"If you want to send a message, call Western Union." Critics have said that to a lot of writers over the years, and while it's not perfect advice, it's worth bearing in mind.
I'd like to remind the US government of that principle. Or, if Western Union seems too old-fashioned, call a press conference. Create a Web page. Buy full-page ads in the newspaper, or hire someone to do flashy television ads you can run during ballgames.
Don't write your message on the dead bodies of the American people.
That's what the Clinton administration is doing. They admit that needle exchange programs save lives. But they're not going to support needle exchange, because it might send the "wrong message." The "wrong" message appears to be "Even if you're a drug addict, we think you can be saved." No, that's too loving, not tough enough. The message from the administration is "If you use drugs, you will die, and we won't try to save you, because then someone else might use drugs too." Do they really think people try heroin because they see someone, thin and pale, and think "well, he's not dead yet"?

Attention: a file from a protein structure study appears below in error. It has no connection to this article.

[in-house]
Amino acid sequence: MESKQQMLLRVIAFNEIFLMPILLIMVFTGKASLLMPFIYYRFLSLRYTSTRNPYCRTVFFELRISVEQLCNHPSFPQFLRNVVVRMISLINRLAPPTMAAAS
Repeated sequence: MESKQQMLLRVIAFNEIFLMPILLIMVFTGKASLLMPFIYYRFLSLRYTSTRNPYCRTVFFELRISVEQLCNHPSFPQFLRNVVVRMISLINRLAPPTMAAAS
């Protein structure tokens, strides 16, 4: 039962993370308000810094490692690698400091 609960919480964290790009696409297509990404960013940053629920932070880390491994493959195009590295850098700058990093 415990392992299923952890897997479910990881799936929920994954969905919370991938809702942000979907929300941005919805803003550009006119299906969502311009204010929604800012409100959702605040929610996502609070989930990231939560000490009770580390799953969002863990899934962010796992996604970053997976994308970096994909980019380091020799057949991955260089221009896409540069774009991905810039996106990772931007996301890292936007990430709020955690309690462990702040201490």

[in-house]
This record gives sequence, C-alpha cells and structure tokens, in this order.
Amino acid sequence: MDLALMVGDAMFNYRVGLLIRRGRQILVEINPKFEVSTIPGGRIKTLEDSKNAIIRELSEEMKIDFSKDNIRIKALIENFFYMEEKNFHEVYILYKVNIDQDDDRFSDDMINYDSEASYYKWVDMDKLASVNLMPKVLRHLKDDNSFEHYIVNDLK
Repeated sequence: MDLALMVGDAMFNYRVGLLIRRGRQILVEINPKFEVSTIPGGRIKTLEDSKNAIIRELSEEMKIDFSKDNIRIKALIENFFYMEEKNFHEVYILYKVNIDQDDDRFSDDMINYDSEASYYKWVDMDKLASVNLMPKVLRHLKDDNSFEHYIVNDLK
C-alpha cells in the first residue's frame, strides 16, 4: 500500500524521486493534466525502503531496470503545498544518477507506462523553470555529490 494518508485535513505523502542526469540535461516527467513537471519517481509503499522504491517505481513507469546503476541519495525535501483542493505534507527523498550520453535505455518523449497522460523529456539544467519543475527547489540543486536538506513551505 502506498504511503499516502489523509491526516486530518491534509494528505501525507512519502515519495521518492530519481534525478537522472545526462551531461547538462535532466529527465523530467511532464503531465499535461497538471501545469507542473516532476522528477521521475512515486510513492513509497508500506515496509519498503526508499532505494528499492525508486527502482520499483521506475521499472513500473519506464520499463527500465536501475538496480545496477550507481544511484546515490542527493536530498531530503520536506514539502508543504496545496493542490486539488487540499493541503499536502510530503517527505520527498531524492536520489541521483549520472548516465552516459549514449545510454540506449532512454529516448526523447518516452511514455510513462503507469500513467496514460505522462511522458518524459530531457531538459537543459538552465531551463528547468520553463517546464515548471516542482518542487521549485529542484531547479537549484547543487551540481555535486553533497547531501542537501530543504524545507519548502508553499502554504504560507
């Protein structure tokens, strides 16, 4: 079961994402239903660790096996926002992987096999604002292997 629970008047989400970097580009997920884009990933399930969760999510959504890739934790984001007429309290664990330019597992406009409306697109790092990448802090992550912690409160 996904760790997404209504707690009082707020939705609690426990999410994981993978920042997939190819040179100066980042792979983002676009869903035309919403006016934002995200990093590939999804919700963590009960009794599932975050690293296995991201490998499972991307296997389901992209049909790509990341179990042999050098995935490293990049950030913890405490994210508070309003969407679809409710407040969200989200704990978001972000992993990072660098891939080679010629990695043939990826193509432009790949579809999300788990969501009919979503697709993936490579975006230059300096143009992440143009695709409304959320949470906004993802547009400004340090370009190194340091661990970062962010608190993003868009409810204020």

Even that message isn't tough enough for the Republican Congressional leadership, though. Not only won't they try to save drug users, they won't let anyone else do so either, if they have anything to say about it. Because, no matter how bad an idea is, American politicians are too busy competing with each other over who can do it more and faster to stop and think about whether it's worth doing.
Once again, they've decided to destroy the village to "save" it, or maybe to save the next village over. Or to impress someone.
Cut the macho crap. We know you're tough. But messages should be sent on paper, or by modulating electrons: human corpses are not an appropriate medium for public service announcements.
This rant is copyright 1998 by Vicki Rosenzweig. Permission is hereby granted to reproduce it in any free publication, on paper or online, so long as it is not edited and credit is given.
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